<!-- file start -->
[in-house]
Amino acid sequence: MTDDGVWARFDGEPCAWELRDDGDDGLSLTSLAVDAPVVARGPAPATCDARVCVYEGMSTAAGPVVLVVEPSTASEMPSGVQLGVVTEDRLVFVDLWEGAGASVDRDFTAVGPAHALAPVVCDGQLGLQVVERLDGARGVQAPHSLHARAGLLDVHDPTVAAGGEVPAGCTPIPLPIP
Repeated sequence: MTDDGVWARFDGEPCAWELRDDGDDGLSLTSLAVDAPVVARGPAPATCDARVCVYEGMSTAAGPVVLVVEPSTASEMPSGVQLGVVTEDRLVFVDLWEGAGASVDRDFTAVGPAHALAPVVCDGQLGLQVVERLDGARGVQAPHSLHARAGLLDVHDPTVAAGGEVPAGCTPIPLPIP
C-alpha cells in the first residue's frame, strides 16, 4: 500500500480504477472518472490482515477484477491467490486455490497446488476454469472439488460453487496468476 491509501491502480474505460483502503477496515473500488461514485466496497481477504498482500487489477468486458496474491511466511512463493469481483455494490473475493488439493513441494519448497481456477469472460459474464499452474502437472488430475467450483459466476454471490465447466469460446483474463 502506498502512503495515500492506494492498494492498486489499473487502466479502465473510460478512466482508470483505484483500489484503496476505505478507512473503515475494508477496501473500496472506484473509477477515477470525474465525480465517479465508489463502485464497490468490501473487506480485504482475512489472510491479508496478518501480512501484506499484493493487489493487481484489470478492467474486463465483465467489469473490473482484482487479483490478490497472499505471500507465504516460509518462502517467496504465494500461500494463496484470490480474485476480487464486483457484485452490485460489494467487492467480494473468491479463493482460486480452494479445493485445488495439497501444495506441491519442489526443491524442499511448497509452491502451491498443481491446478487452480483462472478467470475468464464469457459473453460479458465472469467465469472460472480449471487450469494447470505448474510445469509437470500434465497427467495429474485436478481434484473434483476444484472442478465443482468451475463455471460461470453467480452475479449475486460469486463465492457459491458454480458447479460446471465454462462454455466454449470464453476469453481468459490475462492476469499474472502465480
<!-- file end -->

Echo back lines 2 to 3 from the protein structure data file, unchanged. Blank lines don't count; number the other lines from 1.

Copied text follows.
Amino acid sequence: MTDDGVWARFDGEPCAWELRDDGDDGLSLTSLAVDAPVVARGPAPATCDARVCVYEGMSTAAGPVVLVVEPSTASEMPSGVQLGVVTEDRLVFVDLWEGAGASVDRDFTAVGPAHALAPVVCDGQLGLQVVERLDGARGVQAPHSLHARAGLLDVHDPTVAAGGEVPAGCTPIPLPIP
Repeated sequence: MTDDGVWARFDGEPCAWELRDDGDDGLSLTSLAVDAPVVARGPAPATCDARVCVYEGMSTAAGPVVLVVEPSTASEMPSGVQLGVVTEDRLVFVDLWEGAGASVDRDFTAVGPAHALAPVVCDGQLGLQVVERLDGARGVQAPHSLHARAGLLDVHDPTVAAGGEVPAGCTPIPLPIP